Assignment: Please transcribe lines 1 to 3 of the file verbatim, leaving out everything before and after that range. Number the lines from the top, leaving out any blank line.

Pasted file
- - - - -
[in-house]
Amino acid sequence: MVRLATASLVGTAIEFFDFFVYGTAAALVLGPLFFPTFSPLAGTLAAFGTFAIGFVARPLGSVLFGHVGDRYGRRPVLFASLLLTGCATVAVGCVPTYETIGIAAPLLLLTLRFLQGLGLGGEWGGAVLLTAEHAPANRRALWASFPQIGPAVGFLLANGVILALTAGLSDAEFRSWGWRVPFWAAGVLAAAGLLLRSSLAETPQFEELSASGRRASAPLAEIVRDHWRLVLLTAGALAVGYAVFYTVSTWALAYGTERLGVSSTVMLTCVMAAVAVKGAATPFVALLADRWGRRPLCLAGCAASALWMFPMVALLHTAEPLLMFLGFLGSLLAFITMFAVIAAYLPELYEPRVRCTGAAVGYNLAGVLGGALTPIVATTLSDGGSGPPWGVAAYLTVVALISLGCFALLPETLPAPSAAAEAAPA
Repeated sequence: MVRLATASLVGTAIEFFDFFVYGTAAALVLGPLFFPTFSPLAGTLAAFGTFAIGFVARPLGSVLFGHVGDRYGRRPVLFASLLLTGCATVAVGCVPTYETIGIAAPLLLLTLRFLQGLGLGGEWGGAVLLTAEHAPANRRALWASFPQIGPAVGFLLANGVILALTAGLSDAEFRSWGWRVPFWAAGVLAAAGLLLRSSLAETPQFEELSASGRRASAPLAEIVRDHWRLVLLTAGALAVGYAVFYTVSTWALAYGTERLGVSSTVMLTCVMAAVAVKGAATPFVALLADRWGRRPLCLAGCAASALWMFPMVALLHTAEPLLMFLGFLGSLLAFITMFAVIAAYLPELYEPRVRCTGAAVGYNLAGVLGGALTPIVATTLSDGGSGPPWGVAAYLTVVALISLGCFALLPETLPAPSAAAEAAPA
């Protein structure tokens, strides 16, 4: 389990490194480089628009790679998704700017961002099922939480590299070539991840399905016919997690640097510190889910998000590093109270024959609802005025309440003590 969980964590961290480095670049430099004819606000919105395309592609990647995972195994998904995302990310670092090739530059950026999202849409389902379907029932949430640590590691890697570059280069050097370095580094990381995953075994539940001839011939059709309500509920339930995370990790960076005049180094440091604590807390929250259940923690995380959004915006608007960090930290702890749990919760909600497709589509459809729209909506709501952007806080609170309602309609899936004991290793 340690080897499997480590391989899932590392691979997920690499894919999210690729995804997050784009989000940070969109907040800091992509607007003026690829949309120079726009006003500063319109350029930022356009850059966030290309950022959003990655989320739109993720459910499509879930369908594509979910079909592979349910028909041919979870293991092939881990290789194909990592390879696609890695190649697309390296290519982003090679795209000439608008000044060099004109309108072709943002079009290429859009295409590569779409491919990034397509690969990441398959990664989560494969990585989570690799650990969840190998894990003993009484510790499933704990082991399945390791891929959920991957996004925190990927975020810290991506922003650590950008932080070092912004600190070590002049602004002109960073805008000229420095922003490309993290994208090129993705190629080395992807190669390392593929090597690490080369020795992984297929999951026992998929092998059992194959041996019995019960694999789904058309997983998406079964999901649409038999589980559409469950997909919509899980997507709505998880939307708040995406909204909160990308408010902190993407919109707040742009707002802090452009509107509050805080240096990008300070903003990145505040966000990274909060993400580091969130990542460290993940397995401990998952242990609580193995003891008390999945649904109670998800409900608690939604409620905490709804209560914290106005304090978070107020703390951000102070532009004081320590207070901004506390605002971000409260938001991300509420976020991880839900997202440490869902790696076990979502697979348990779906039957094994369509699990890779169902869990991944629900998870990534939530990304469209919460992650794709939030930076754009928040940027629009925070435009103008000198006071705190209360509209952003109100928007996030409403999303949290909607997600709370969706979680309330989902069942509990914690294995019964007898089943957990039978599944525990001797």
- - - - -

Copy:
[in-house]
Amino acid sequence: MVRLATASLVGTAIEFFDFFVYGTAAALVLGPLFFPTFSPLAGTLAAFGTFAIGFVARPLGSVLFGHVGDRYGRRPVLFASLLLTGCATVAVGCVPTYETIGIAAPLLLLTLRFLQGLGLGGEWGGAVLLTAEHAPANRRALWASFPQIGPAVGFLLANGVILALTAGLSDAEFRSWGWRVPFWAAGVLAAAGLLLRSSLAETPQFEELSASGRRASAPLAEIVRDHWRLVLLTAGALAVGYAVFYTVSTWALAYGTERLGVSSTVMLTCVMAAVAVKGAATPFVALLADRWGRRPLCLAGCAASALWMFPMVALLHTAEPLLMFLGFLGSLLAFITMFAVIAAYLPELYEPRVRCTGAAVGYNLAGVLGGALTPIVATTLSDGGSGPPWGVAAYLTVVALISLGCFALLPETLPAPSAAAEAAPA
Repeated sequence: MVRLATASLVGTAIEFFDFFVYGTAAALVLGPLFFPTFSPLAGTLAAFGTFAIGFVARPLGSVLFGHVGDRYGRRPVLFASLLLTGCATVAVGCVPTYETIGIAAPLLLLTLRFLQGLGLGGEWGGAVLLTAEHAPANRRALWASFPQIGPAVGFLLANGVILALTAGLSDAEFRSWGWRVPFWAAGVLAAAGLLLRSSLAETPQFEELSASGRRASAPLAEIVRDHWRLVLLTAGALAVGYAVFYTVSTWALAYGTERLGVSSTVMLTCVMAAVAVKGAATPFVALLADRWGRRPLCLAGCAASALWMFPMVALLHTAEPLLMFLGFLGSLLAFITMFAVIAAYLPELYEPRVRCTGAAVGYNLAGVLGGALTPIVATTLSDGGSGPPWGVAAYLTVVALISLGCFALLPETLPAPSAAAEAAPA